• How close are we to a nuclear World War III? Where are the threats from? Hoe might it break out?
  • Do terrorists have or will they have a bomb? Are “rogue” nuclear weapons a threat to the US? the world?
  • What are the odds in favor of a genuine reduction of nuclear arms world wide? Can we hope for nuclear nonproliferation and a nuclear-free world? What is likely to come of President Obama’s initiative with Russia to reduce nuclear arms?
  • Activists in Chico are part of a national movement, “Beyond War: A New Economy is Possible.” We suspect you support demilitarization of the budget. What kinds of savings could be made through cutting back on nukes, e.g., not putting an offensive/defensive nuclear missile system in the Czech Republic or Poland?
  • More broadly, your institute publishes a newsletter called Science for Democratic Action. (We’ve been part of a teaching movement called “Science, Technology, and Society” that wants young people to think about the consequences of science, not just the magic and mystery.) Can Americans be “technologically literate”? Are we smart enough or can we know enough to make intelligent decisions about science?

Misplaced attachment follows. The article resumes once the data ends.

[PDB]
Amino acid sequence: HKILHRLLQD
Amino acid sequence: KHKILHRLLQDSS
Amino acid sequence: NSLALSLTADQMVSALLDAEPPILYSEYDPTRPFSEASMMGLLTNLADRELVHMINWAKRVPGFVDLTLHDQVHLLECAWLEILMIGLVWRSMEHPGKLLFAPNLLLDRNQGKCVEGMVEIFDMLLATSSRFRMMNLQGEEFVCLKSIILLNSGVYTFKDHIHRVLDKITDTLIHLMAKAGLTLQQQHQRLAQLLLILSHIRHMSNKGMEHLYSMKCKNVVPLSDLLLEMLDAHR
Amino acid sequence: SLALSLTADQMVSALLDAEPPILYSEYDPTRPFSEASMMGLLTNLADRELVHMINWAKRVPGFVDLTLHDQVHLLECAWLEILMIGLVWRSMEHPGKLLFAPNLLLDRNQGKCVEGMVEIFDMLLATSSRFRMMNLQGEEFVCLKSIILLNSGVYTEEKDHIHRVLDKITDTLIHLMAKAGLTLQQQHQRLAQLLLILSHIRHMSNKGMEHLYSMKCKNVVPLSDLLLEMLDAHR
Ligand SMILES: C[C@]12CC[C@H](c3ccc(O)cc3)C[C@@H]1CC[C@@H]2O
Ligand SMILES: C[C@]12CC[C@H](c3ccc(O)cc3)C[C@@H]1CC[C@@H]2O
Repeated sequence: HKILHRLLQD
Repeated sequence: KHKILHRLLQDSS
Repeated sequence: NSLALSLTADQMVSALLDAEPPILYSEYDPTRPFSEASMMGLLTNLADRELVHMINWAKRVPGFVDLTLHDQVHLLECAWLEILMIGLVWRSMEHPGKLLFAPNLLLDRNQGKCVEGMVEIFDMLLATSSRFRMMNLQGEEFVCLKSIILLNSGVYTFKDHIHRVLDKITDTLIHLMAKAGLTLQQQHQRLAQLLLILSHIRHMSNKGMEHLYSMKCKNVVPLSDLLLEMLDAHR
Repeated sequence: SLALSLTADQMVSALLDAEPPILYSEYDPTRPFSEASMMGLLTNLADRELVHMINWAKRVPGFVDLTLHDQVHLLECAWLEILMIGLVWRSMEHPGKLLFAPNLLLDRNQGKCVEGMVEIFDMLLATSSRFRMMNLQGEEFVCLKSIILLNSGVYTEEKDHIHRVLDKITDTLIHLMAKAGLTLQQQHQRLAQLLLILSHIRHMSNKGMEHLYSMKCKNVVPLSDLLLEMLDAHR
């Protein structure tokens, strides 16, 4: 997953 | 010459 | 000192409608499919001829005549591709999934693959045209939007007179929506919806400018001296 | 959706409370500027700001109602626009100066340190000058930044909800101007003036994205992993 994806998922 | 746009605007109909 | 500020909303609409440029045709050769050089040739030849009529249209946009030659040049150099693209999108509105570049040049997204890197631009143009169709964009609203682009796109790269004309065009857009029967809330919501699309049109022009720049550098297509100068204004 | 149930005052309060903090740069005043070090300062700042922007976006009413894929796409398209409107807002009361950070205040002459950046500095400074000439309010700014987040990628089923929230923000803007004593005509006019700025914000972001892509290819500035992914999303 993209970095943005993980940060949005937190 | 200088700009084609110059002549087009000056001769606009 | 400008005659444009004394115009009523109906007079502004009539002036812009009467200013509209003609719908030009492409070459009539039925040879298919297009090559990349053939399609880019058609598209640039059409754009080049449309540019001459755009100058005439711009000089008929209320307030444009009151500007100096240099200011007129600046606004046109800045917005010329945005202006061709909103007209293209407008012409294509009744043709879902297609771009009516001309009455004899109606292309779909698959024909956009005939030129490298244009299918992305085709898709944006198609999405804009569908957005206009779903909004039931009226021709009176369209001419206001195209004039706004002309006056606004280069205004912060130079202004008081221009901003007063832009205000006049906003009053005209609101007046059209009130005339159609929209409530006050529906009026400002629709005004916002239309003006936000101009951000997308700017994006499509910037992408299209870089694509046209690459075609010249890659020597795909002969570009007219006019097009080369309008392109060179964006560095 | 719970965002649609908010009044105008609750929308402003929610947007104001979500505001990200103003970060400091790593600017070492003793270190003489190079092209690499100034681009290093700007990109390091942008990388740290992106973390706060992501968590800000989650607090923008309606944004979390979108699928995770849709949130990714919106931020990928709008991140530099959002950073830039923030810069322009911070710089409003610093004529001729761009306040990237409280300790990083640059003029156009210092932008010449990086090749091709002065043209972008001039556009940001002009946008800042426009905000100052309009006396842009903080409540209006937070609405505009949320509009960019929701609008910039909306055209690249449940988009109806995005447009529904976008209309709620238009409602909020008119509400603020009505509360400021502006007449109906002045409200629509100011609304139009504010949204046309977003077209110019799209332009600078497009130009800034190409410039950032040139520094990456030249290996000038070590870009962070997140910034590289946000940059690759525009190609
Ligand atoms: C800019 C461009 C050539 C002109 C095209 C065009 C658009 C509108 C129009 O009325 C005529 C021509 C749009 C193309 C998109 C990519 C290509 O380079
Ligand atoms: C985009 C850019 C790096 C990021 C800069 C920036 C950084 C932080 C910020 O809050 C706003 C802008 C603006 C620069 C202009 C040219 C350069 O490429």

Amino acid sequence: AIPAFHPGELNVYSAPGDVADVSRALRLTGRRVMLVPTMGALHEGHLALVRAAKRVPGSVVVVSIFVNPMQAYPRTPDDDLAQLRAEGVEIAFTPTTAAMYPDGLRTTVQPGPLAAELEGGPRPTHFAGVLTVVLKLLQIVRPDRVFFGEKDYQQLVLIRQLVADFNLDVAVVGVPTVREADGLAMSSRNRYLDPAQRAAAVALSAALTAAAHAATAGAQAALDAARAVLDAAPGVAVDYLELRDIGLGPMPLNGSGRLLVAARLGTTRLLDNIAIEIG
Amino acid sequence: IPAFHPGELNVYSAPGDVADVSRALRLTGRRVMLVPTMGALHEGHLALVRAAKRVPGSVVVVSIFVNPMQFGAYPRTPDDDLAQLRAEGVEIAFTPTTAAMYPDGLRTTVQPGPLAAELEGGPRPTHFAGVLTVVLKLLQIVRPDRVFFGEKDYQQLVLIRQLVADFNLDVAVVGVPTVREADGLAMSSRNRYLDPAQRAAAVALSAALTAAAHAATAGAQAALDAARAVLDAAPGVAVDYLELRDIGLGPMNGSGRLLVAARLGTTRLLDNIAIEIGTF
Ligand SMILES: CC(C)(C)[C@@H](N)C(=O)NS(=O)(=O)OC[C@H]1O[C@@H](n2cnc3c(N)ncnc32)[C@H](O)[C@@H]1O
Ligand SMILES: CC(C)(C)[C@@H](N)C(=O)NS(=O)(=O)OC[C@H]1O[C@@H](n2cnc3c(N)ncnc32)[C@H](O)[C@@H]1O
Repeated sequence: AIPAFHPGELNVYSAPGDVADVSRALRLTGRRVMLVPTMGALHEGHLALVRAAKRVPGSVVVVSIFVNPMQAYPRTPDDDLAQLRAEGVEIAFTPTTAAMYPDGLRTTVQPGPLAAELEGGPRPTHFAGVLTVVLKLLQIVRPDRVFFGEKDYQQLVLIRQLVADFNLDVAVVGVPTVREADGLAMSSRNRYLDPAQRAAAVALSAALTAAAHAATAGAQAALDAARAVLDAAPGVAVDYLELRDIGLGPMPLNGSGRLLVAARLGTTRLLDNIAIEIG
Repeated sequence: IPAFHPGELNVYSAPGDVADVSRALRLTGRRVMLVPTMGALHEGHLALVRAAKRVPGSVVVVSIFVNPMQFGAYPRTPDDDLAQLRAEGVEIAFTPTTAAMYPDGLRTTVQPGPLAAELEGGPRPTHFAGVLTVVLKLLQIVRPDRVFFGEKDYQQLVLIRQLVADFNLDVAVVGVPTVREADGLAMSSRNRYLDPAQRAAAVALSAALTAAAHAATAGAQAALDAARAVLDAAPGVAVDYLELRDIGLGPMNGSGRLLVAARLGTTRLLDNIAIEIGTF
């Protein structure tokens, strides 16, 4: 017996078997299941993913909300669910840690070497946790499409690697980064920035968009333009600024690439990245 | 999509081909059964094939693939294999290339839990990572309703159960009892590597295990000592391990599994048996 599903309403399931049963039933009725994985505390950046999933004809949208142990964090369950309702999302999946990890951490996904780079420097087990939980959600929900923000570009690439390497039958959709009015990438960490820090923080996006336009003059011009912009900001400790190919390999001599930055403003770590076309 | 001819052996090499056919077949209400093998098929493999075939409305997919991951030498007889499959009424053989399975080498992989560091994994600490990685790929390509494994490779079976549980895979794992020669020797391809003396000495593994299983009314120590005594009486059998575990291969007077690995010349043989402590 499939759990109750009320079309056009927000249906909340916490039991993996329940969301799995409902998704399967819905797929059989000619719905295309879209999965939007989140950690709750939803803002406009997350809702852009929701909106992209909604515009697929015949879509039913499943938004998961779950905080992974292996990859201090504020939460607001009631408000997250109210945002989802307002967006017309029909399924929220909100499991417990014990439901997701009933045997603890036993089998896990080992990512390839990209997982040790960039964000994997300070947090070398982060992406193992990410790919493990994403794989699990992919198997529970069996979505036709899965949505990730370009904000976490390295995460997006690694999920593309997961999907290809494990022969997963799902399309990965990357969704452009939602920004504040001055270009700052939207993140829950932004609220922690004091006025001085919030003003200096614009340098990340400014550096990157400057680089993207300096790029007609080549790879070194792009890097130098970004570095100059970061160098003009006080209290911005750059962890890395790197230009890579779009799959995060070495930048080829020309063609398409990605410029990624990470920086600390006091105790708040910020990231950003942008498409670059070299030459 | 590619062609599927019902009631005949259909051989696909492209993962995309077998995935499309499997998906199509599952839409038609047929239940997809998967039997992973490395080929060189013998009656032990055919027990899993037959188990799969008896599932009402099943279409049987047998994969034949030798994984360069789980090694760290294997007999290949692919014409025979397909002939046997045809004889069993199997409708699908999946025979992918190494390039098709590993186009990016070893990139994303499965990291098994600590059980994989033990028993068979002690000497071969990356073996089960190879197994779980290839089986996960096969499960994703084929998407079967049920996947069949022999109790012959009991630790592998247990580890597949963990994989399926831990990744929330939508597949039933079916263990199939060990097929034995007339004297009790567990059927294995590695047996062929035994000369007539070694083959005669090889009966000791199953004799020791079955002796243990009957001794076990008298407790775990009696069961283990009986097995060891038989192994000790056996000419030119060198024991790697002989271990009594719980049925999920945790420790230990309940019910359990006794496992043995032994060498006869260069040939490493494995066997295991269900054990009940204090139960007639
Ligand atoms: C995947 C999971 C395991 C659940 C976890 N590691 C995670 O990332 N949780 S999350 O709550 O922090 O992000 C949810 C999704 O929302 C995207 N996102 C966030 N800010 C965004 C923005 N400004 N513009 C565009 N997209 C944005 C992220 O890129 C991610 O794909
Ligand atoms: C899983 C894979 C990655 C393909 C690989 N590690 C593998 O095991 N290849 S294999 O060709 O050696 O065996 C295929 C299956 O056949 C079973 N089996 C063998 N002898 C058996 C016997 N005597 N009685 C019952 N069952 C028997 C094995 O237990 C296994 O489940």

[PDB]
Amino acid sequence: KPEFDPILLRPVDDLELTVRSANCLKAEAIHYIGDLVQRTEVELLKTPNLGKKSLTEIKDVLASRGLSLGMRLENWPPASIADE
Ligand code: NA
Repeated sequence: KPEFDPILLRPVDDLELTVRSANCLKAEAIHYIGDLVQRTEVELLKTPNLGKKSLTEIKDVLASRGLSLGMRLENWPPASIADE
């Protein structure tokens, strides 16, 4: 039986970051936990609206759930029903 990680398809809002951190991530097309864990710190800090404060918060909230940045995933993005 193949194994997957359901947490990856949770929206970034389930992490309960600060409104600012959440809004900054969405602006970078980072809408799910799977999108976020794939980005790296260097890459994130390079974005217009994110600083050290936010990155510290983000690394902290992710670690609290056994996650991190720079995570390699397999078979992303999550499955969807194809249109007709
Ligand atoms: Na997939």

• What should our listeners do to keep themselves educated on science issues and to make their voices heard in places that matter?

Do-It-Yourself: Resources for the Nuclear Activist or Interested Citizen

We want to thank Halimah Collingwood of the Mainstream Media Project for putting us in touch with Arjun Makhijani. Mainstream Media has also prepared some excellent materials for people who would like to learn more about nuclear issues.

  • Project for Nuclear Awareness: PNA seeks to end the global threat of nuclear weapons by educating the public and lawmakers about the real danger of nuclear weapons, the need for nuclear disarmament, and the urgent necessity of nuclear non-proliferation.